Sheathing just sounds like a dirty word. It’s a romance novel word I guess. Well, today we sheathed our tall, hard, hungry framing in a sultry, passionate layer of dry wall and plywood. Bert and I were on our own on this one and it started out a little shaky. I was nervous about things. Not the things I didn’t know, but the things I didn’t know I didn’t know. Like Donald Rumsfeld famously said: “Reports that say that something hasn’t happened are always interesting to me, because as we know, there are known knowns; there are things we know we know. We also know there are known unknowns; that is to say we know there are some things we do not know. But there are also unknown unknowns — the ones we don’t know we don’t know.” That’s how I feel when I’m looking at a job I need to do and I feel like there are a million little things I don’t know that are going to come back and bite me in the rear after I’ve finished. There is a name for this educational technique –  learning things the hard way – or LeTHaW.

Eventually Bert and I decided not to sweat the details and we just make it happen. My natural pace is very, very slow. I like to think it all out, get nervous, run to the bookstore, buy a new tool, call anyone who I think might know, and then, very cautiously apply everything I’ve just absorbed so that I can screw it up in my own, unique way. Bert’s natural pace is lightning mode. In all fairness, I think his approach is better because his gets done quicker. But I simply can’t go at it like that because I wouldn’t be able to sleep at night. As a team however, we make a good pair. Bert keeps the pace up and I fret about critical cuts or measurements. Today it worked out great and we managed to sheathe the shack (ewww) in half a day.

The first part of the day was spent capping the sewer line to the house. Sewer lines are awesome when they are empty. Ours is made out of something called Orangeburg. The only consistent information I seem to get about Orangeburg is that I should remove it as quickly as possible. It makes babies cross-eyed, attracts cats in heat, and is nearly porous after two years of burial. 

The lumberyard was next. I loaded up my truck beyond the capacity recommended by the lumberyard faculty and wheelied all the way home. 

Also! Our peaches are ripening. We sheathed our shack next to succulent ripening peaches. Ewww! And I have photos to prove it:

Something from Nothing


Saturday, August 23, 2008

I’m amazed at how much we’ve accomplished this week. Tuesday morning I was putting the finishing touches on a ditch in an empty yard and by Friday night the walls were framed. Kari has also begun planting in the back yard – we’ve got a tree fern, an elephant ear (esculant), a bougainvillea and a plum tree. Actually, the plum tree was already there but it seemed unhappy in the shady corner of the yard so Kari moved it to the sunny side. There is also a peach tree and an avocado tree in the back. Both of those trees look like they were cared for by blind lumberjacks, so Kari is working on pruning them so that they look like trees again.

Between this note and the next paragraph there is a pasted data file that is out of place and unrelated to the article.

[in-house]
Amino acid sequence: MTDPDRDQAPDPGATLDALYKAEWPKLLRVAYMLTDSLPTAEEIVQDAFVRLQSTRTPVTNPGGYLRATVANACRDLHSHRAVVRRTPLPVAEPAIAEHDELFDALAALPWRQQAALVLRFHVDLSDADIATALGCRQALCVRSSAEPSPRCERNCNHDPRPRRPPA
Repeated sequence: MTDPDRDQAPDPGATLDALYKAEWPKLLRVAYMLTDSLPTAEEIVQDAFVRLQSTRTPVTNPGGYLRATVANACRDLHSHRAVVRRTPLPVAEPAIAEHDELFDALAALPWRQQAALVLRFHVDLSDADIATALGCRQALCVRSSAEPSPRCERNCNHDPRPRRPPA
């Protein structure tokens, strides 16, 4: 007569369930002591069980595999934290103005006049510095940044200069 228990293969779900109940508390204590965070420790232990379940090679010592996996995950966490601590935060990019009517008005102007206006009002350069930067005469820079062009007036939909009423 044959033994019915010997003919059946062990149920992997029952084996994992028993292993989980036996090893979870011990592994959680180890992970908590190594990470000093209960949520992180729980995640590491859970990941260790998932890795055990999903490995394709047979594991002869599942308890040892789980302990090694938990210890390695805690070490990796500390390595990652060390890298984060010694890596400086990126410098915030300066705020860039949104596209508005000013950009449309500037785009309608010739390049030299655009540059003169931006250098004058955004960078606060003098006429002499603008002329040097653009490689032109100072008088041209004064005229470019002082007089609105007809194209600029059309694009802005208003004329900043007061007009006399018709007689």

Bert has been over every day, helping a ton and politely informing me of all the mistakes I’m constantly making. I’m like his adopted retarded son. Having people around makes the day and the work go by really quickly. Bert also has some serious skills when it comes to building stuff, so I really appreciate the additional expertise.

Framing is really hard compared to the concrete and floor stuff. Until Friday I thought it was the other way around – that concrete forms were really tricky and that framing would be a breeze. But a framer needs to be good with his tools, consistent, and smart about how, where and when things get nailed together. And it’s not always obvious in what order things should be built. Again, Reggie to the rescue. He’s very, very patient. Bert and I calculated that we were actually slowing Reggie down by being in his way the whole time. And of course I’m constantly pestering him with questions. But he’s a great teacher. Actually, he’s a real professor at San Jose State in the business department, with a doctorate and everything.

It seems like all of my building instincts are wrong. Today I was installing the sill (the board that sits under the window) for a window opening. First I forgot to support the header (the big wood piece that goes above windows and doors) with trimmers (2x4s that don’t reach the full height of the wall). Then I nailed the sill in without trimmers below that to support it. Basically, I’m stupid. But I think I’m getting less stupider. The whole point of building the shack is to learn how to build the rest of the house by starting with a more manageable scope. Still, I have high expectations of myself that I keep not meeting. Dang it!

Reggie brought his 6-year old son, Nathan over on Friday to help out. He found nails in the dirt with a magnet and located all the secret passages on the property, and eventually built a gate between the house and the back yard. He was pretty stoked on doing construction so he came back today and made a Nathan sign (photo below). He’s a really cool kid and based on what I’ve seen him build so far, I think he’s better at construction than I am. 

Also, I bought a nail gun. Don’t tell Kari. Nail guns don’t give you quite the satisfaction of manually hammering a nail in, but they sure make quick work of sticking things together. Too quick sometimes. Already I’ve hastily nailed boards together that shouldn’t have been only to have to pry 45 nails loose afterwards. I’ll try to make a video of the gun in action for all my graphic designer friends who think that a nail gun is some sort of pedicure device.